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30 Rock ‘went to there’

Tina Fey certifies comedy legend status with finale of ground-breaking sitcom. ARTS | 6


Monday, February 4, 2013

Fiscal talks could hit UW If Congress does not solve ‘sequestration’, university faces potential $53 million cut Tegan Vail Herald Contributor

Andy Fate The Badger Herald

Madison Police Department Chief Noble Wray announces Department of Justice’s investigation and fields community members’ concerns at a city news conference.

Heenan review ongoing Elana Charles Herald Contributor

Noah Goetzel Higher Education Editor A federal agency announced a full review of the investigation of last year’s officer-involved shooting of a Madison man, according to the Madison Police Department. MPD Chief Noble Wray announced the U.S. Department of Justice initiated the review of the death of Paul Heenan, 30, at the request of the community, in a city news conference held Friday. Heenan died as a result of a confrontation with Officer Stephan Heimsness Nov. 9, according to an MPD report. Heimsness was responding

to what was reported as a robbery in progress, when he encountered an intoxicated Heenan. When Heimsness approached the situation, Heenan reportedly attempted to disarm him, causing the officer to shoot him three times, the report said. The initial MPD investigation into the incident found Heimsness’ use of force to be objectively reasonable and within department policy. The Dane County Sheriff’s Office monitored the investigation and the State of Wisconsin Department of Justice and the Dane County District Attorney’s Office provided an additional review of the matter. Federal Review After receiving numerous letters from community

members calling for an independent review of the MPD investigation of Heimsness, U.S. Attorney John Vaudreuil decided to request a review by the U.S. Department of Justice, according to the Heenan family attorney, Jeff Scott Olson. Olson said the review will take place soon and will be conducted by the Civil Rights Department in Washington, D.C. Mayor Paul Souglin said in a statement released Friday he has complete faith in the MPD to investigate their officers with additional assistance and review by other state and county agencies. However, due to the questions regarding the impartiality of the MPD

investigation, Soglin said he would be receptive to having an outside agency conduct an additional review of the matter. According to a Heenan family friend, Samuel Stevenson, the announcement of the DOJ review is just what is “right” and is an essential part of the case. “Everyone thinks it’s a positive development,” Stevenson said. Community’s Concerns As the incident and the resulting clearing of Heimsness gained significant attention from the community, Stevenson said both the family and members of the community were not satisfied with the state’s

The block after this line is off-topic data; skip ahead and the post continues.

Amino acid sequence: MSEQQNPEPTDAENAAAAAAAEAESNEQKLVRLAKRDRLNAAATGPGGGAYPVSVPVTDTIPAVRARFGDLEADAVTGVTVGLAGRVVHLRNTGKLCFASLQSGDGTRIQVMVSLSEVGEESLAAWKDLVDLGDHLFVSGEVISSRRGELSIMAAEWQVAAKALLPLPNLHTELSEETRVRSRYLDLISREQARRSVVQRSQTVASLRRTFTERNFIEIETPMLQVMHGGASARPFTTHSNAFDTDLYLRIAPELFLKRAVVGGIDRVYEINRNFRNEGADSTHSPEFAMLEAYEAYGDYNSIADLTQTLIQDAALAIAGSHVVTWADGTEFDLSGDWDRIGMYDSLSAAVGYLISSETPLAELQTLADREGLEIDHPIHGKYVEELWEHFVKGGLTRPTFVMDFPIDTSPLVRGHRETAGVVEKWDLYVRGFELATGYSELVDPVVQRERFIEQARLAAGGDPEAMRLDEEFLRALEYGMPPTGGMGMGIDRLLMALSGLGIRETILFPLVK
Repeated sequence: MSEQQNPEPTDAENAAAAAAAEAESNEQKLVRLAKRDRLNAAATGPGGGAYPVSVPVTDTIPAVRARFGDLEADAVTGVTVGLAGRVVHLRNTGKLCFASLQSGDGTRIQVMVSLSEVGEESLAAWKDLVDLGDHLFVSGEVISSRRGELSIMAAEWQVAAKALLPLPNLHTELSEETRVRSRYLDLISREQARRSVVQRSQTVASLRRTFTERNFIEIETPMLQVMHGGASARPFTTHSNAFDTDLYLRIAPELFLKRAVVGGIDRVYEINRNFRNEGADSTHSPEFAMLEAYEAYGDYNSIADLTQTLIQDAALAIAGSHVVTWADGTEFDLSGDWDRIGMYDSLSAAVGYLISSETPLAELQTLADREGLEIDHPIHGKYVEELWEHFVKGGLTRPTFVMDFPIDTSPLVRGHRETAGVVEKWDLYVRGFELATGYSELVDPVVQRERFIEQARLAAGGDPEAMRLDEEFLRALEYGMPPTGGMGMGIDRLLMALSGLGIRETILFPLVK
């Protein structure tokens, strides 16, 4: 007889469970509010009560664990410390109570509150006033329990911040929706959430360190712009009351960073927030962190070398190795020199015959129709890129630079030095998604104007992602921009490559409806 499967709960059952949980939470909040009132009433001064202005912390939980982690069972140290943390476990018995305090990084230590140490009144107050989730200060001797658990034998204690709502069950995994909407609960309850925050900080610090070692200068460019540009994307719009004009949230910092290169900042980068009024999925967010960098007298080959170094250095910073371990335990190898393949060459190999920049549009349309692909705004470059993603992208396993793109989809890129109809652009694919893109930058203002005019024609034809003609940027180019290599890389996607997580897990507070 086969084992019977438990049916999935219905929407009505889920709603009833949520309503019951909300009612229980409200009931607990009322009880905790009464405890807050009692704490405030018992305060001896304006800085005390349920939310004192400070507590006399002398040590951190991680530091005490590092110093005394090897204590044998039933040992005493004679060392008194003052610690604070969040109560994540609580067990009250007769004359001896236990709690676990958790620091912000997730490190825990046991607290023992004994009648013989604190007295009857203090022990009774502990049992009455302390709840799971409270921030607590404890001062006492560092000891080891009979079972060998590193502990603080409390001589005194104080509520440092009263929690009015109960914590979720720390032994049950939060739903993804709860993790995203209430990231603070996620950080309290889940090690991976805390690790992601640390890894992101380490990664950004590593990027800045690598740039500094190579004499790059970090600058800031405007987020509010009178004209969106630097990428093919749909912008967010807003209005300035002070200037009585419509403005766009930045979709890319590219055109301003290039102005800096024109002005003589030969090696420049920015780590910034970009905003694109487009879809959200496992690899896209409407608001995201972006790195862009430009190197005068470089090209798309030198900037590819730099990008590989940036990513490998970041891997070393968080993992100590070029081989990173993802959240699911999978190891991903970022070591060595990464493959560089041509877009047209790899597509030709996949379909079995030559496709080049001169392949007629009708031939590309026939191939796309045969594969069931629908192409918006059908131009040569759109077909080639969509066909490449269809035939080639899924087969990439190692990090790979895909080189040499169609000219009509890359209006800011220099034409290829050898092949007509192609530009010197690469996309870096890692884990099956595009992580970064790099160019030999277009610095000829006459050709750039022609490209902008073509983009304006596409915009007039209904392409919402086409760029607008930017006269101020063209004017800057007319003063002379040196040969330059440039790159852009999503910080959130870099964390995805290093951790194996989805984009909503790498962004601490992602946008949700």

With the the possibility of major, mandatory federal spending cuts looming, University of Wisconsin and other higher education institutions across the nation are preparing for the consequential possibility of cuts to universities. UW would see about a $53 million decrease in mostly federal funding if the spending “sequester” happens this year, Associated Students of Madison Legislative Affairs Chair Dan Statter said. More than one-third of UW’s educational revenue comes from the federal government and less than

15 percent comes from the state. The sequester, according to UW sociology and educational policy professor Adam Gamoran, is an 8 percent budget cut across the board to almost all federally funded agencies and programs. Gamoran said if Congress does not extend the debt limit, or come up with a budget within the debt limit, the sequester will start automatic cuts to various spending programs including education. The prospects of a sequester have been pushed off until March; however, if the spending cuts go


TIMELINE OF SEQUESTRATION Oct. 1, 2012: 2013 Fiscal year begins. Congressional leaders have agreed on appropriations for first six months of fiscal year 2013. Dec. 31, 2012: Tax cuts from Bush Administration and emergency unemployment insurance benefits scheduled to expire. Jan. 2, 2013: Automatic, across-the-board spending cuts, known as sequestration, are scheduled to begin, cutting $109.3 billion from federal budget annually until 2021. February/March 2013: Congress must raise the debt ceiling again and negotiate a spending/appropriations bill for the remainder of FY 2013. SOURCE: OFFICE OF MANAGEMENT AND BUDGET SEQUESTRATION REPORTS TO THE PRESIDENT AND CONGRESS

HEENAN, page 4

Walker adds $40,000 to own legal defense fund End-of-year move transfers money for Gov. attorneys, legal expenses Sean Kirkby Senior News Reporter Gov. Scott Walker’s campaign transferred thousands of dollars to a legal defense fund to pay attorneys representing him in a John Doe probe, according to campaign finance reports filed Thursday. The Friends of Scott Walker transferred $40,000 to a legal defense fund Dec. 31, according to a campaign finance report filed with the state Government Accountability Board last Thursday. “The transfer covers work done to cooperate with authorities over the

past year,” Nicole Tieman, Walker campaign spokesperson, said in an emailed statement to The Badger Herald. According to a form filed with the Internal Revenue Service, the Scott Walker Trust Fund received $200,000 in contributions from the campaign by the end of last year. The fund split the $40,000 transfer into payments to two law firms. $15,000 went to Chicago lawyer Sidley Austin and $25,000 went to attorney Michael J. Steinle of the Milwaukeebased Terschan and Steinle Ltd, according to the IRS filing. Last February, Walker hired Steinle and John Gallo, a Sidley Austin attorney, to help gather background information and aid a now more than 30-month long John Doe investigation of his time